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January 16, 2018

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Bill that would permit smoking prompts lawsuit

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CARSON CITY – A lawsuit has been filed to stop the Nevada Legislature from moving forward with a bill that would permit smoking in more places and opponents say it would gut the clean air act approved by voters in 2006.

The suit filed in Nevada Supreme Court seeks a writ of prohibition to stop the Legislature from considering Senate Bill 372, set for a hearing Friday before the Senate Judiciary Committee.

Kendall Stagg said he led the effort to gather signatures for the initiative petition to ban indoor smoking in certain businesses and voters approved it 310,524 to 265,375.

He said the Legislature is now seeking to violate the Nevada Constitution by trying to amend the law. The constitution, according to the suit, says an initiative petition approved by the voters “shall not be amended, annulled, repealed, set aside or suspended by the Legislature within three years from the date it takes effect.”

The bill violates that mandate, says Stagg, a former candidate for the Reno City Council.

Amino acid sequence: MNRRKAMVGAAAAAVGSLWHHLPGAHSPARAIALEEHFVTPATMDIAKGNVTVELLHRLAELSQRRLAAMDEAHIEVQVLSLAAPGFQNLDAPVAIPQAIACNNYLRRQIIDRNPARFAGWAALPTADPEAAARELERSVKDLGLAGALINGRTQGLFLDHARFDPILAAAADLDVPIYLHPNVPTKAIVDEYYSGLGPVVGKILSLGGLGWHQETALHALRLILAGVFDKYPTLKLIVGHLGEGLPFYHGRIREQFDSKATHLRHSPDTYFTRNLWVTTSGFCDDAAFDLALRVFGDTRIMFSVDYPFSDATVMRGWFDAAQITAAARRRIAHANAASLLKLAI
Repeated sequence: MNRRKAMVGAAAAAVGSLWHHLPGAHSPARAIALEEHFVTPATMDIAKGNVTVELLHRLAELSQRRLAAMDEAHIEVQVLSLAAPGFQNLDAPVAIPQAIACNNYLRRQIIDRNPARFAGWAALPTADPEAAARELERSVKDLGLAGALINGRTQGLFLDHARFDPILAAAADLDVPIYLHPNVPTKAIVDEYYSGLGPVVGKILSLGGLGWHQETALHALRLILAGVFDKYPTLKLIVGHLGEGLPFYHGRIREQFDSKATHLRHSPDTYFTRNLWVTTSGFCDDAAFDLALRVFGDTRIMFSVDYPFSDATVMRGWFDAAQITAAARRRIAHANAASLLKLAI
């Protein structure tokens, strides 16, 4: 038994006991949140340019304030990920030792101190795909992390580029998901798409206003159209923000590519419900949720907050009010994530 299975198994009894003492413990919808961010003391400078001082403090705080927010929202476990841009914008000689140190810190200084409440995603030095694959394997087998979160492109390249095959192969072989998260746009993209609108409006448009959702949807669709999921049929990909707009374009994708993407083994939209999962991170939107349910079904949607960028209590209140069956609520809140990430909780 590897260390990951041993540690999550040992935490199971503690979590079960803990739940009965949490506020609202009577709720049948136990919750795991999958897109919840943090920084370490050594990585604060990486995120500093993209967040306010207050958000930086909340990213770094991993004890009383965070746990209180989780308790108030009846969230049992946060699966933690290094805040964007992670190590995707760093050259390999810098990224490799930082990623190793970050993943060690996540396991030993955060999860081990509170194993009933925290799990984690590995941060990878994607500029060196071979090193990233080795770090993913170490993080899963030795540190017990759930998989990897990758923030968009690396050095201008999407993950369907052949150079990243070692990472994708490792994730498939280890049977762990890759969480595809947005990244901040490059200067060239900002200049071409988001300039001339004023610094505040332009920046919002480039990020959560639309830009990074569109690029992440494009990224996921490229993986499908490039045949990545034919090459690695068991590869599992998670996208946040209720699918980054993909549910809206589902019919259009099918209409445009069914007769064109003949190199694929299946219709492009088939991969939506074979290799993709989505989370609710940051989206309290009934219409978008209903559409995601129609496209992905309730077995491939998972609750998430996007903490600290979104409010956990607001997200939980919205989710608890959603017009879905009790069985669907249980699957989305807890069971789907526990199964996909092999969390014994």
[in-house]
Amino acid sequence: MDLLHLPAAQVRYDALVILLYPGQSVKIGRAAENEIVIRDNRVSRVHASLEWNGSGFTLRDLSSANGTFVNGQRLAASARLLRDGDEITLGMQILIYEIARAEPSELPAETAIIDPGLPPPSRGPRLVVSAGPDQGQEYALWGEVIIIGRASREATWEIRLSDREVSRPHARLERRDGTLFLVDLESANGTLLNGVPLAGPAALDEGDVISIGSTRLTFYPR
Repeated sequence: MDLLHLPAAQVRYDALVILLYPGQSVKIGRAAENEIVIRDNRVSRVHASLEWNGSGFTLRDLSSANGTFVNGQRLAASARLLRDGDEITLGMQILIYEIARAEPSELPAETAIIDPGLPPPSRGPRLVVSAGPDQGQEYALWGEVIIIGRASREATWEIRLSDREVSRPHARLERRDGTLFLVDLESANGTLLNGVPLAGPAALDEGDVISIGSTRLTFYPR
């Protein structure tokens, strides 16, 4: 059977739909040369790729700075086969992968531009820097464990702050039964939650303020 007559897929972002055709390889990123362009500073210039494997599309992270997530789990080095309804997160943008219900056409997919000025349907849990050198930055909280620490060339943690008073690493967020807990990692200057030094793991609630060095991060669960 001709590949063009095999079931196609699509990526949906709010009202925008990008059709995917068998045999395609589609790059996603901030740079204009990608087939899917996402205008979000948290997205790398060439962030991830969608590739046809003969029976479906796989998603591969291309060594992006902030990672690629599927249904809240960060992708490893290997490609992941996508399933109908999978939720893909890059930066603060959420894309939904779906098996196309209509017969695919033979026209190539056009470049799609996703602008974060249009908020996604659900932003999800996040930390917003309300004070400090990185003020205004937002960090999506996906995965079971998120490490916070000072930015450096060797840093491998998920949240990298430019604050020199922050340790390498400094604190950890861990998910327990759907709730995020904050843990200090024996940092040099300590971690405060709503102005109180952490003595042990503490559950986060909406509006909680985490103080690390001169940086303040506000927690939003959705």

But the bill introduced by the Senate Judiciary Committee would not become effective until December this year, or three years passed the approval by the voters.

The bill would permit smoking in places of employment if there is an enclosed area with a separate method of ventilation. It would permit smoking at conventions or trade shows that are not open to the public and are being organized by a tobacco association or a professional association of convenience stores and involves the display of tobacco products.

It would permit smoking in adult standalone bars, taverns or saloons with gambling licenses and that prohibit those under 21 years old from entering.

And it would repeal a section of the law that authorizes local governments to enact stiffer prohibitions against smoking. Local authorities would be prohibited from enforcing the clean air act.

The suit said the action in the Legislature makes the vote of the people meaningless.

“Ignoring the devastating impact passage of SB372 would have on public health in Nevada, other significant public policy and constitutional considerations support the need to enforce the three-year moratorium on the legislative action,” the petition said.

Opponents of the Nevada Clean Air Act have fought this in courts before and lost, and are now taking the battle to the Nevada Legislature, says Stagg, who could not be reached for comment.

Earlier this week, John Packham, director of health policy of research at the University of Nevada School of Medicine, wrote that this Senate bill would “essentially dismantle the Nevada Clean Indoor Air Act.”

In a column in the Reno Gazette-Journal, Packham wrote that passage of the bill would “set back tobacco control and prevention by at least two decades.” For instance, he said it would permit smoking in places such as grocery stores and restaurants if there was a separate area.

Cy Ryan may be reached at (775) 687 5032 or [email protected].

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